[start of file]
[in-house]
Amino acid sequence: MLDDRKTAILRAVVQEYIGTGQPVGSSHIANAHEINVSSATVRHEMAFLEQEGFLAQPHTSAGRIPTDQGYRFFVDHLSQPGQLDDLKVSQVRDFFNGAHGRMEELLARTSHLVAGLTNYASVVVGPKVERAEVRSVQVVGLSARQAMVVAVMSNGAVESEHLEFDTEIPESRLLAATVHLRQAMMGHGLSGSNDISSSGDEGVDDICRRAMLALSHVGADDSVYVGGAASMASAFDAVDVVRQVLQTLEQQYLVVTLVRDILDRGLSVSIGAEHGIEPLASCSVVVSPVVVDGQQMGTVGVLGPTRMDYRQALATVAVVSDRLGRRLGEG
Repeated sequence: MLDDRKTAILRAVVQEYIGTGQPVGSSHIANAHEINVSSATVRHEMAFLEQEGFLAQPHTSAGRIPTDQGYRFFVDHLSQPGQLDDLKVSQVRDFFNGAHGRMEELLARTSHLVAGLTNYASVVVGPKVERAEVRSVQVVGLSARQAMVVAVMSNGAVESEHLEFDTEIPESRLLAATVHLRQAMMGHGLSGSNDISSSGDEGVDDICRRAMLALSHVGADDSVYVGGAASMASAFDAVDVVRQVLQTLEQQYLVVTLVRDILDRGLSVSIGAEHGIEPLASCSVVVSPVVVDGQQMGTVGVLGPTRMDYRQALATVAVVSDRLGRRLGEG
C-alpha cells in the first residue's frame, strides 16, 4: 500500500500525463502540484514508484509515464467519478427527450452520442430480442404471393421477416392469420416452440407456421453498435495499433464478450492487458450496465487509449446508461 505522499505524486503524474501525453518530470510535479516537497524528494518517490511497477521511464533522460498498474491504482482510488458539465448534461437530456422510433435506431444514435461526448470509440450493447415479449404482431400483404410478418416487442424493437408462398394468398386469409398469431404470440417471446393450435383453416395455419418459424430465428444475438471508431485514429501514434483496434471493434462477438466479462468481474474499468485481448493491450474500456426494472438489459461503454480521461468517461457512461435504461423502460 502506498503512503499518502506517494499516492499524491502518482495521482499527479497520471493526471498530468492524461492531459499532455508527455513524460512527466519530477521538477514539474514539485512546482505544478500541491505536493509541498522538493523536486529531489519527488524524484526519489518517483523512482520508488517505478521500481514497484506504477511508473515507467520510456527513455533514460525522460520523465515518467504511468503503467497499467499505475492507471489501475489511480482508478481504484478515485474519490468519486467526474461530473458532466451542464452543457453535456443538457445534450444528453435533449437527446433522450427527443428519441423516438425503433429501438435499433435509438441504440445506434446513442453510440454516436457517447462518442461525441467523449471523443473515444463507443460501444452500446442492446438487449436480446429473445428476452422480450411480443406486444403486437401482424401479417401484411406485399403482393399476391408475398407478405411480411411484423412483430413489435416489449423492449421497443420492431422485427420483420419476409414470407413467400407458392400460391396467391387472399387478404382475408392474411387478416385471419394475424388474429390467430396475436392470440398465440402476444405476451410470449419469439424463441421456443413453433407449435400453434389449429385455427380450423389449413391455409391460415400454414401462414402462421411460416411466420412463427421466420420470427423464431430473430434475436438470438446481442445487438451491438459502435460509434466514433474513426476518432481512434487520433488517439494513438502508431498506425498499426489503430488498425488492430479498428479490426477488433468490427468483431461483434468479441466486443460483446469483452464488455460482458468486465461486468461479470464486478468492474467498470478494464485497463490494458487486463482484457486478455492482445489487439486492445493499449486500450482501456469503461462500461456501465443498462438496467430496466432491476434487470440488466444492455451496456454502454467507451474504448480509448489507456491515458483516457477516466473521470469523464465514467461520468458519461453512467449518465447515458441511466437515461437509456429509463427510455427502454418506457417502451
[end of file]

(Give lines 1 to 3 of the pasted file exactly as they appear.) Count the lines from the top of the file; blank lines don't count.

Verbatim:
[in-house]
Amino acid sequence: MLDDRKTAILRAVVQEYIGTGQPVGSSHIANAHEINVSSATVRHEMAFLEQEGFLAQPHTSAGRIPTDQGYRFFVDHLSQPGQLDDLKVSQVRDFFNGAHGRMEELLARTSHLVAGLTNYASVVVGPKVERAEVRSVQVVGLSARQAMVVAVMSNGAVESEHLEFDTEIPESRLLAATVHLRQAMMGHGLSGSNDISSSGDEGVDDICRRAMLALSHVGADDSVYVGGAASMASAFDAVDVVRQVLQTLEQQYLVVTLVRDILDRGLSVSIGAEHGIEPLASCSVVVSPVVVDGQQMGTVGVLGPTRMDYRQALATVAVVSDRLGRRLGEG
Repeated sequence: MLDDRKTAILRAVVQEYIGTGQPVGSSHIANAHEINVSSATVRHEMAFLEQEGFLAQPHTSAGRIPTDQGYRFFVDHLSQPGQLDDLKVSQVRDFFNGAHGRMEELLARTSHLVAGLTNYASVVVGPKVERAEVRSVQVVGLSARQAMVVAVMSNGAVESEHLEFDTEIPESRLLAATVHLRQAMMGHGLSGSNDISSSGDEGVDDICRRAMLALSHVGADDSVYVGGAASMASAFDAVDVVRQVLQTLEQQYLVVTLVRDILDRGLSVSIGAEHGIEPLASCSVVVSPVVVDGQQMGTVGVLGPTRMDYRQALATVAVVSDRLGRRLGEG